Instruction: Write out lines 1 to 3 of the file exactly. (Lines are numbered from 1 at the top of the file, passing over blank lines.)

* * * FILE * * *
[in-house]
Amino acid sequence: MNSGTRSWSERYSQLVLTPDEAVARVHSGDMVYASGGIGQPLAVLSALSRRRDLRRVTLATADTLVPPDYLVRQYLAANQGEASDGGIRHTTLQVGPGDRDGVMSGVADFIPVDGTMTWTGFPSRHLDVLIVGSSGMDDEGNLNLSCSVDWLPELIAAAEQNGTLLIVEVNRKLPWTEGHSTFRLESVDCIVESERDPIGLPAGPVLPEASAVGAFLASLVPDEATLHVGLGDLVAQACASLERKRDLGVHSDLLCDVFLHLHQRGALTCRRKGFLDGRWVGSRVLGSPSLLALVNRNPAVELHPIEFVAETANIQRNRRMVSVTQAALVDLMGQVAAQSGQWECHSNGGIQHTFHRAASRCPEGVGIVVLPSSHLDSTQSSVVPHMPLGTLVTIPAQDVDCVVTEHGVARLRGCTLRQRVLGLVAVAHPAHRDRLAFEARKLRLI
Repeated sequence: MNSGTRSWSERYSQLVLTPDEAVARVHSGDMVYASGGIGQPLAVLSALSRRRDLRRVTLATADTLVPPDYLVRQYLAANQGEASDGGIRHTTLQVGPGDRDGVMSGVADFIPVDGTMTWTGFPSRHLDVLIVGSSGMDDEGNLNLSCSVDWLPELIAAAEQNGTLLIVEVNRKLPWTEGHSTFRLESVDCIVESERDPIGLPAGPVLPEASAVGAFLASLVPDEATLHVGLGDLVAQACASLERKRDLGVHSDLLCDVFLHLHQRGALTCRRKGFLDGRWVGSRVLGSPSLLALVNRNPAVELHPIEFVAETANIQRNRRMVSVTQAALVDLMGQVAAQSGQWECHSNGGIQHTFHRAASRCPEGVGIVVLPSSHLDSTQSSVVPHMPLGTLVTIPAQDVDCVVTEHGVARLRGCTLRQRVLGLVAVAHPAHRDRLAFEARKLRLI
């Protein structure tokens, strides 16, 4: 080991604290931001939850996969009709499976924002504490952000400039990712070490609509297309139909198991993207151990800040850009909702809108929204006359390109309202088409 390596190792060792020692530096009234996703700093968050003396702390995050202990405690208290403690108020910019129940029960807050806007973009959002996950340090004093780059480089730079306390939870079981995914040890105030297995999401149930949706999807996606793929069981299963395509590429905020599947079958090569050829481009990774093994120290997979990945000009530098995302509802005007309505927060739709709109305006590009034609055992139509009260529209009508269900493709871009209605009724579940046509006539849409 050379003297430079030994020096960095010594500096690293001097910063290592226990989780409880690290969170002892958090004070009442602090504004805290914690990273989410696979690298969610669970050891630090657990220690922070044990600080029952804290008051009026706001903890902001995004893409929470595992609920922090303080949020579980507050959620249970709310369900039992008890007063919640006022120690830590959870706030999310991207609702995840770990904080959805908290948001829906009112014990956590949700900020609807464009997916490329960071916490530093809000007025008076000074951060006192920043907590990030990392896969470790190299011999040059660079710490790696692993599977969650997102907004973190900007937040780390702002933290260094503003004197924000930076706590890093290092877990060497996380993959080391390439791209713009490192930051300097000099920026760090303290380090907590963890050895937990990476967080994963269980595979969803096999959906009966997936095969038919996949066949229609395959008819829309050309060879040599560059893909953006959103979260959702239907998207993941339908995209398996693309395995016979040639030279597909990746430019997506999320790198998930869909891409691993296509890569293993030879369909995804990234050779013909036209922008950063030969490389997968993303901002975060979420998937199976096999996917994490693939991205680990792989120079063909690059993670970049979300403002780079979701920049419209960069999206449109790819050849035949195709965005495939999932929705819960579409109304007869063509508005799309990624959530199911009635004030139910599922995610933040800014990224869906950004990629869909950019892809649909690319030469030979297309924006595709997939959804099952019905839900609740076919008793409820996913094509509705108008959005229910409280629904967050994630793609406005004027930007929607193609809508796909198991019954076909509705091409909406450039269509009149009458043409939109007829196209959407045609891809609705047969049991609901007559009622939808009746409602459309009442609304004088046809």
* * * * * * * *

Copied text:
[in-house]
Amino acid sequence: MNSGTRSWSERYSQLVLTPDEAVARVHSGDMVYASGGIGQPLAVLSALSRRRDLRRVTLATADTLVPPDYLVRQYLAANQGEASDGGIRHTTLQVGPGDRDGVMSGVADFIPVDGTMTWTGFPSRHLDVLIVGSSGMDDEGNLNLSCSVDWLPELIAAAEQNGTLLIVEVNRKLPWTEGHSTFRLESVDCIVESERDPIGLPAGPVLPEASAVGAFLASLVPDEATLHVGLGDLVAQACASLERKRDLGVHSDLLCDVFLHLHQRGALTCRRKGFLDGRWVGSRVLGSPSLLALVNRNPAVELHPIEFVAETANIQRNRRMVSVTQAALVDLMGQVAAQSGQWECHSNGGIQHTFHRAASRCPEGVGIVVLPSSHLDSTQSSVVPHMPLGTLVTIPAQDVDCVVTEHGVARLRGCTLRQRVLGLVAVAHPAHRDRLAFEARKLRLI
Repeated sequence: MNSGTRSWSERYSQLVLTPDEAVARVHSGDMVYASGGIGQPLAVLSALSRRRDLRRVTLATADTLVPPDYLVRQYLAANQGEASDGGIRHTTLQVGPGDRDGVMSGVADFIPVDGTMTWTGFPSRHLDVLIVGSSGMDDEGNLNLSCSVDWLPELIAAAEQNGTLLIVEVNRKLPWTEGHSTFRLESVDCIVESERDPIGLPAGPVLPEASAVGAFLASLVPDEATLHVGLGDLVAQACASLERKRDLGVHSDLLCDVFLHLHQRGALTCRRKGFLDGRWVGSRVLGSPSLLALVNRNPAVELHPIEFVAETANIQRNRRMVSVTQAALVDLMGQVAAQSGQWECHSNGGIQHTFHRAASRCPEGVGIVVLPSSHLDSTQSSVVPHMPLGTLVTIPAQDVDCVVTEHGVARLRGCTLRQRVLGLVAVAHPAHRDRLAFEARKLRLI